For most people in the United States, the words, "It’s a free country" are a statement of fact, and not a question. We citizens of the US treasure our freedom and we use that sense of freedom, for better or for worse, to justify all kinds of thoughts, words and actions.
I myself am a lifelong resident of the United States, the country I was born in and the country in whose military I served for four years. But I find myself living in a part of it where there are a number of caveats to the idea of freedom, leading to the question that makes the title for this post.
For a little more than three years my family and I have lived on the reservation of the Jicarilla Apache Nation (The Nation). The Nation is sovereign but not quite in the sense of other nations that we consider sovereign in their relationships with the United States. For example, Canada has its own government, issues its own money and exchanges ambassadors with the United States. Canadian citizens don't vote in the elections within the United States. The Nation also has its own government but it uses the same money as the United States and is represented in Congress as a part of the delegation from New Mexico.
The election season highlights some of the unique things about living on the reservation. The reservation sits within two counties and I'm registered to vote in Rio Arriba county. So last week I could cast my vote for president, congress and a number of other offices and issues relevant to New Mexico and Rio Arriba county. But I live on the reservation as a non-tribal member and so I was not able to vote in the recent election for the Nation's president, vice president or legislative council.
Going a step farther, as a non-tribal member there are rules and restrictions as to where I can go on the reservation. I have no explicit rights to any kind of housing or the other benefits that are available to members of the Nation. There is also a sense of restriction to what might be called "freedom of speech," in that there are a variety of things which I feel are "off limits" for me to express an opinion on. For me to do could easily result in my being told to leave the reservation, which actually happened to a pastor here once. I don’t write this as if I feel suppressed in any way but merely as a statement of fact. I live here, and serve God here, so long as the Nation allows. This fact is basically true of all the non-tribal members living on the reservation.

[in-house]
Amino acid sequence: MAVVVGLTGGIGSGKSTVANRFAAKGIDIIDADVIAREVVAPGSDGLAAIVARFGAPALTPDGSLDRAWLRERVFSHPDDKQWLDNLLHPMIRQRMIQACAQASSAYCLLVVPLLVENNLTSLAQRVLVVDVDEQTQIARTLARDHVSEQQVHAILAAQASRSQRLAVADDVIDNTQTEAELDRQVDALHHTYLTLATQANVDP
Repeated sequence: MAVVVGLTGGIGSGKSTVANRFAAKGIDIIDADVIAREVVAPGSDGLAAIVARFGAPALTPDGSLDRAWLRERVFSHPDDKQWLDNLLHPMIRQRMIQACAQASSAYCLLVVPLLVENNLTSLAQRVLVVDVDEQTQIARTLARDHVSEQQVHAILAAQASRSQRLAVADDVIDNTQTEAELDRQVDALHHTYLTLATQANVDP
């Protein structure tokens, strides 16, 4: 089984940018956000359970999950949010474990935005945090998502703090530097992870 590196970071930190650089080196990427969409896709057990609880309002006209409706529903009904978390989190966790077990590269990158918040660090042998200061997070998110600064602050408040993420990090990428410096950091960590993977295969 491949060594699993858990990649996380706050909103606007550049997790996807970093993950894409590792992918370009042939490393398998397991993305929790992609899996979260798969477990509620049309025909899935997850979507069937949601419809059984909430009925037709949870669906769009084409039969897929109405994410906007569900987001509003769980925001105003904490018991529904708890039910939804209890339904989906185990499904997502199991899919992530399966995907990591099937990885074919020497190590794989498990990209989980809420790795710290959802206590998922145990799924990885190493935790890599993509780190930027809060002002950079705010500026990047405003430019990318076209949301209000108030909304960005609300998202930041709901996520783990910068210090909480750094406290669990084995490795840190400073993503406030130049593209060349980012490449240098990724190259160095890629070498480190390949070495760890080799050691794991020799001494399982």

So I live as a citizen of the United States within the boundaries of land belonging to the Jicarilla Apache Nation, voluntarily surrendering some of those things I might ordinarily claim as within my rights as an American. But I do so knowing that there is yet one other place to which I hold citizenship. In Philippians 3:20 the Apostle Paul writes,
"But our citizenship is in heaven, and from it we await a Savior, the Lord Jesus Christ…"
No matter where believers in Jesus live on this earth, they all hold in common the fact that their true citizenship lies elsewhere. There are Christians living all over the world with restrictions that citizens of the United States would never accept.
You see, there is only one place where there is a truly free country. The freedom there is not based on its geographic location but is grounded in the nature of its ruler, the Lord Jesus Christ. Non-citizens may look toward it and shake their heads. In so many ways it seems a country like any other, with rules and boundaries. Give up the ability to live as I choose in order to live in ways that look more and more like the ruler's? I don’t think so.
But from the inside the perspective is completely different. In the presence of true freedom in Jesus the "freedom" given up in order to follow Jesus shows itself as just so much slavery.
The United States is truly a great nation and there is none like it in the world. But it doesn’t compare in the least to the freedom that comes in living as a citizen of heaven under the rule of the Lord Jesus Christ.
Scripture quotations are from The Holy Bible, English Standard Version® (ESV®), copyright © 2001 by Crossway, a publishing ministry of Good News Publishers. Used by permission. All rights reserved.